From mid way down her spine to her head I pinned her and drew a curve with a pen. I machine stitched from my original seam line on her back to down past where her head was joined. I went over the seam twice then cut the hump away with pinky shears.
She looked much better after her surgery and it was a very simple way to fix her. Ok so she is a little more rounder than the one in the picture but I have never known a skinny pig, all the ones I have ever owned became round.
Pauline has created a tutorial to go along with this toy. I only followed it in sections as the construction of this one is pretty straight forward. If I was to make another one I would as mentioned take more time to make sure all my pattern pieces were the right way up. I need to do more research on how to easily do one piece in reverse. I tend to cut my pieces double layers, for non directional fabric that isn’t an issue but if I am working with scraps or want things the same direction I need to learn some tricks. She was fairly quick to sew up. Her facial features were just some leftover wool felt scraps from my stash.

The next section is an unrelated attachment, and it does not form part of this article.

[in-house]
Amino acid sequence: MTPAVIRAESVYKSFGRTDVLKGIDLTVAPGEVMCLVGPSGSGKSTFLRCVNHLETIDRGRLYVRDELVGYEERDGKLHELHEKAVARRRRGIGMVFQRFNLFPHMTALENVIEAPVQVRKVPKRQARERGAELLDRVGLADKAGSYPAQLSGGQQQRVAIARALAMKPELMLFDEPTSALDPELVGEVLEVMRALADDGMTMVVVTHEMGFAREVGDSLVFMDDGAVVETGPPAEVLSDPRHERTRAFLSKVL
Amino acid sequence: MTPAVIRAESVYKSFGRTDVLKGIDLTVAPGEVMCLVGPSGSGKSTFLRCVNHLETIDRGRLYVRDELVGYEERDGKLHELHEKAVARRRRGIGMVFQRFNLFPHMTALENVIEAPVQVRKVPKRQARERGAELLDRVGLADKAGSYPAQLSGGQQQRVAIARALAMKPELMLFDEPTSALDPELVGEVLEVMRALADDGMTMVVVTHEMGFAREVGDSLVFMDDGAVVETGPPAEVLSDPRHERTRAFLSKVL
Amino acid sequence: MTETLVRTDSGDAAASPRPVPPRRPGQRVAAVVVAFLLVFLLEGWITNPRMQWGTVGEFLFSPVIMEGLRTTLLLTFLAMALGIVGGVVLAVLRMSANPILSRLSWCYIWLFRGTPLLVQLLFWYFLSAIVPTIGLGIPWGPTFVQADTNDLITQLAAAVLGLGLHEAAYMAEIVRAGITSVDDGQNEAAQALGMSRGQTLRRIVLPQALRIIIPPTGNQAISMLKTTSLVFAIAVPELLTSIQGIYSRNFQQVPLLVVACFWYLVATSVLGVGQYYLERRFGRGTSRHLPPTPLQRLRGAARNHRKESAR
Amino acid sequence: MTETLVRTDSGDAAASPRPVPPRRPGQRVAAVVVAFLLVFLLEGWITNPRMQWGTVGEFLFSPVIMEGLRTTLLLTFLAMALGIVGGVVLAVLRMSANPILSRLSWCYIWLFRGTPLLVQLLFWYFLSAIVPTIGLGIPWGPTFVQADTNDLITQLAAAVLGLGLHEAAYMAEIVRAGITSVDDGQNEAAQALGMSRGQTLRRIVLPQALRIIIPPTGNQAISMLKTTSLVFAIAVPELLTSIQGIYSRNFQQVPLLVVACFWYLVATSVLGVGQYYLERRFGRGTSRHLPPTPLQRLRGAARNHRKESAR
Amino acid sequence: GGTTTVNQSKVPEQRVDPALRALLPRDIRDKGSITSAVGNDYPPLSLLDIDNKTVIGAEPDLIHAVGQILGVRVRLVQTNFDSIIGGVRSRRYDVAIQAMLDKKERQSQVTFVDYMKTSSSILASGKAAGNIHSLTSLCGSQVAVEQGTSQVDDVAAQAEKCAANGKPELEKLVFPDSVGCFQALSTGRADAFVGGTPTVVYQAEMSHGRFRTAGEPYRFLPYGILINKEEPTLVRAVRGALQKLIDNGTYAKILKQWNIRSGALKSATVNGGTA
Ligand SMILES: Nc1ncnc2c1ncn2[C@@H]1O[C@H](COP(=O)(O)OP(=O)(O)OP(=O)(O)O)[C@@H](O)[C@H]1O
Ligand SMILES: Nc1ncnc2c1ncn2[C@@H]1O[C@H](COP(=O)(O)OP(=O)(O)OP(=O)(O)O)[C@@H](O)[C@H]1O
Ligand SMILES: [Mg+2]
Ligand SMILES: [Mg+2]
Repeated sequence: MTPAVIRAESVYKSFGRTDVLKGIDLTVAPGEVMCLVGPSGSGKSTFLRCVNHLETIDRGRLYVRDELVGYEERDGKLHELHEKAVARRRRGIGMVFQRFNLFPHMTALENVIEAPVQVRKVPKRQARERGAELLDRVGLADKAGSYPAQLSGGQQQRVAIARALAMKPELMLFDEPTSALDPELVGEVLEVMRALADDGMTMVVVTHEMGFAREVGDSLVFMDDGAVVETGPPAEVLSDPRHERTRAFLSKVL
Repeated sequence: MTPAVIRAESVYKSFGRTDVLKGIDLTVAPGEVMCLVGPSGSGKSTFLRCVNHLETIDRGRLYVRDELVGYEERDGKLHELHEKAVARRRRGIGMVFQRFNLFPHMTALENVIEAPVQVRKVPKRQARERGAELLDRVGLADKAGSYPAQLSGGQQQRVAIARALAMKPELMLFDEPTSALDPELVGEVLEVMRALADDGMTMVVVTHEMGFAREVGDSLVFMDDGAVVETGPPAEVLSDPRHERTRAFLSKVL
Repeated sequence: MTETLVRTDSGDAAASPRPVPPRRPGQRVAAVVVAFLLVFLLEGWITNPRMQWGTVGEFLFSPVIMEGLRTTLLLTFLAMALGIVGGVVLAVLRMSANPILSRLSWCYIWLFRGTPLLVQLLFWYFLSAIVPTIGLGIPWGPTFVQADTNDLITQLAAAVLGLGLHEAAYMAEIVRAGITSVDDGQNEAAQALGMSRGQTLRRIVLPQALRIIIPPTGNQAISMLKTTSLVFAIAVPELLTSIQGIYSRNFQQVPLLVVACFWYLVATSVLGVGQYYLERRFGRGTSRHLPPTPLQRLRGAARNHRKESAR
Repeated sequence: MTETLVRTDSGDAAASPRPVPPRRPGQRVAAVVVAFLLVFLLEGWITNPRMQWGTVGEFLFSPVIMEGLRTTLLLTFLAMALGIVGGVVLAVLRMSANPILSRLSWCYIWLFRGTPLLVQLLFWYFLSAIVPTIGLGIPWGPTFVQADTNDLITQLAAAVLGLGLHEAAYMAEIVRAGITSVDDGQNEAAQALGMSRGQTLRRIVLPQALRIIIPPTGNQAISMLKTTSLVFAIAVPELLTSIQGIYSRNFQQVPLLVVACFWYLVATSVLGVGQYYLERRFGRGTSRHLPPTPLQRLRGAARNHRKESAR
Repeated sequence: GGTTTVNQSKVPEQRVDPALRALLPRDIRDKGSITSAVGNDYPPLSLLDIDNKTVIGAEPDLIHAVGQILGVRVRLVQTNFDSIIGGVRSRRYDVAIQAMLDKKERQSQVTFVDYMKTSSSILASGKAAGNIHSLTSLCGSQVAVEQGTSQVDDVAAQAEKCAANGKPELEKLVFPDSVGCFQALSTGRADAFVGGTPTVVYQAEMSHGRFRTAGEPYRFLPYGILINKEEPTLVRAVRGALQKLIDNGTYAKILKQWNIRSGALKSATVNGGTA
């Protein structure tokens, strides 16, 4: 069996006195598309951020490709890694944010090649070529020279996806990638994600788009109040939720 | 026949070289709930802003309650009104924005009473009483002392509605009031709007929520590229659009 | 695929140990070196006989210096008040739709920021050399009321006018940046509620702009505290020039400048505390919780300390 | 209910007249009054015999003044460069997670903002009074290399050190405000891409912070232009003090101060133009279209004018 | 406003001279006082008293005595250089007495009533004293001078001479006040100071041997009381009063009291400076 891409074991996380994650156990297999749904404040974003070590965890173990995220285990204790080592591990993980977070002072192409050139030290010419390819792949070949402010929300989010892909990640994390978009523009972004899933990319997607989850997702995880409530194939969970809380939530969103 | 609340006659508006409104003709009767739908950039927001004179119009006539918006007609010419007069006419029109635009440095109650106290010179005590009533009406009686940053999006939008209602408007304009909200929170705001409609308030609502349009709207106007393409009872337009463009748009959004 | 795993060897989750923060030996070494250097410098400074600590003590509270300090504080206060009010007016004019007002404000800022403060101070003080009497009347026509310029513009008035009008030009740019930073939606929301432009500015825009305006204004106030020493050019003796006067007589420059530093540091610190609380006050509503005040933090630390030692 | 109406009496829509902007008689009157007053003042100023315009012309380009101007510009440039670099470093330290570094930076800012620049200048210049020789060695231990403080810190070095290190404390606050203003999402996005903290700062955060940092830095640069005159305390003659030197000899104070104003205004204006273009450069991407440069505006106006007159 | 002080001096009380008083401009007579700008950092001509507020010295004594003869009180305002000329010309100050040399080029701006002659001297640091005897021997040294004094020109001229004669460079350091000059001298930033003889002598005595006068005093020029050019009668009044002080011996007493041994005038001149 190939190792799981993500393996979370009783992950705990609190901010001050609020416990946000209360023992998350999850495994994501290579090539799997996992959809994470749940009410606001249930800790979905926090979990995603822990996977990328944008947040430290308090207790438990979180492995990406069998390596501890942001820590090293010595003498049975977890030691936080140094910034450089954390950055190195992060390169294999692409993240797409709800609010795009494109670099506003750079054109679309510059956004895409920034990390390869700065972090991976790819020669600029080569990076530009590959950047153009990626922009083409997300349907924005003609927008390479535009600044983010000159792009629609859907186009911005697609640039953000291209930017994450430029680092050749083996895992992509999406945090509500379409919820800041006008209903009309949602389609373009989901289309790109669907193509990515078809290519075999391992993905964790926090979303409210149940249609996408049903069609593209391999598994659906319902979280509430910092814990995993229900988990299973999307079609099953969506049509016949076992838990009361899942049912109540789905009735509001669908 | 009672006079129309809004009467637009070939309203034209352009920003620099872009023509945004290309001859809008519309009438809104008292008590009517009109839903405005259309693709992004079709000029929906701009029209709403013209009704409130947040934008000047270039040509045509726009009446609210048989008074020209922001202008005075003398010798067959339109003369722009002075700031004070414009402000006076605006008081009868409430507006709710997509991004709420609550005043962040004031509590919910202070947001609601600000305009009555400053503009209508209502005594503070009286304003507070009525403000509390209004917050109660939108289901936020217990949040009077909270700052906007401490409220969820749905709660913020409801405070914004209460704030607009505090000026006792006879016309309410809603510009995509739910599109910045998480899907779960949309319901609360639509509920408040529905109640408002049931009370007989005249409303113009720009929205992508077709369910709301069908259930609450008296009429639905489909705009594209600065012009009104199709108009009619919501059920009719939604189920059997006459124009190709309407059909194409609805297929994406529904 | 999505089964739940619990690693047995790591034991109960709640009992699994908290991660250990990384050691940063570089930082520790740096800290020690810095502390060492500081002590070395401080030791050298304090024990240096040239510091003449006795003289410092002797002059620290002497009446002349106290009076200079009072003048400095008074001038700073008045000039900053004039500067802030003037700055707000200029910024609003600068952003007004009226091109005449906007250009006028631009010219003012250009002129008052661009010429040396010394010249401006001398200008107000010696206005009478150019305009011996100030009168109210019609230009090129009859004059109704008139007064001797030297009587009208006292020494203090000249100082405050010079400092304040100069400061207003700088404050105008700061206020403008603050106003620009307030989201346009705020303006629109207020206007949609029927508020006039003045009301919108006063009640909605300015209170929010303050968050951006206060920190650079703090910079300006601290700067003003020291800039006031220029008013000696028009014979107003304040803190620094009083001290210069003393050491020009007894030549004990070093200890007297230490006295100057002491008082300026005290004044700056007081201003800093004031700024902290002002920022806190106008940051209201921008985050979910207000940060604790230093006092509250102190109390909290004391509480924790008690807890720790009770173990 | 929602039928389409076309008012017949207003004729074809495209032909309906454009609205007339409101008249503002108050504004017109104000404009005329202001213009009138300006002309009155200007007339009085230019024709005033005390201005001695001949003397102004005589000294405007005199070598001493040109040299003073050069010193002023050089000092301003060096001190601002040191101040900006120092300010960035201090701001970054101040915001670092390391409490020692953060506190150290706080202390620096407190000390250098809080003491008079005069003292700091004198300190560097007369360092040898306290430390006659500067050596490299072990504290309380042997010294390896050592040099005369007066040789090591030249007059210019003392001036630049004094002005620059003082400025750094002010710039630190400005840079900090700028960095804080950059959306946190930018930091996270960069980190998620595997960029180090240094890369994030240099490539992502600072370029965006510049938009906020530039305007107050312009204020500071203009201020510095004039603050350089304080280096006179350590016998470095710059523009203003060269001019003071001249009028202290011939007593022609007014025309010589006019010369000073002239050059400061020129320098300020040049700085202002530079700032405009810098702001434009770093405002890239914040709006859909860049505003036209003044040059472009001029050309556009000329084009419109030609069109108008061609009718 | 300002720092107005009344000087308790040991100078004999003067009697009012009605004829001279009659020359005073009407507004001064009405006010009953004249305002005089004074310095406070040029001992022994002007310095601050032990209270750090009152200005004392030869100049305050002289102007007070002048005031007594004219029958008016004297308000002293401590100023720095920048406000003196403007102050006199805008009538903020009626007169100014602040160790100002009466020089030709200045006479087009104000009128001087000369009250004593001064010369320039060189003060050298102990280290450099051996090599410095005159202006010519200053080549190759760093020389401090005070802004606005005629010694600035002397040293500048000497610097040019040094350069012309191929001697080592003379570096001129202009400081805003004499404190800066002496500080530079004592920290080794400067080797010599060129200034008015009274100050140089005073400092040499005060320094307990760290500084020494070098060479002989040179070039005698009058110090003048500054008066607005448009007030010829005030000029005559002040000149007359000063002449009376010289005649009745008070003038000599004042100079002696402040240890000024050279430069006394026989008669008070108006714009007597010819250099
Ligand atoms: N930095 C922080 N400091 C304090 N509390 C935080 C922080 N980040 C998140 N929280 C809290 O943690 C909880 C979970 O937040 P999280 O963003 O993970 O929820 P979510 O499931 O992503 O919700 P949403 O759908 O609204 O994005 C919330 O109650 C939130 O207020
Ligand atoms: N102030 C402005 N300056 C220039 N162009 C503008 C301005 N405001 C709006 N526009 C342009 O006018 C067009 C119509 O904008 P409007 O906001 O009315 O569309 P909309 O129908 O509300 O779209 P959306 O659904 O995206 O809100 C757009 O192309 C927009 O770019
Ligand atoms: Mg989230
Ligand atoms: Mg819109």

Don’t be put off by my little adventure with her she is a fantastic toy. She is a nice size too, great for cuddles, now I want to be a 3 year old so I can have one too.
Introducing Brutus the Bulldog. Brutus is for a gift for a new born who is from a Canterbury Bulldogs mad family. I just had to make baby’s first bulldog. I’m calling this one Brutus after the team’s mascot.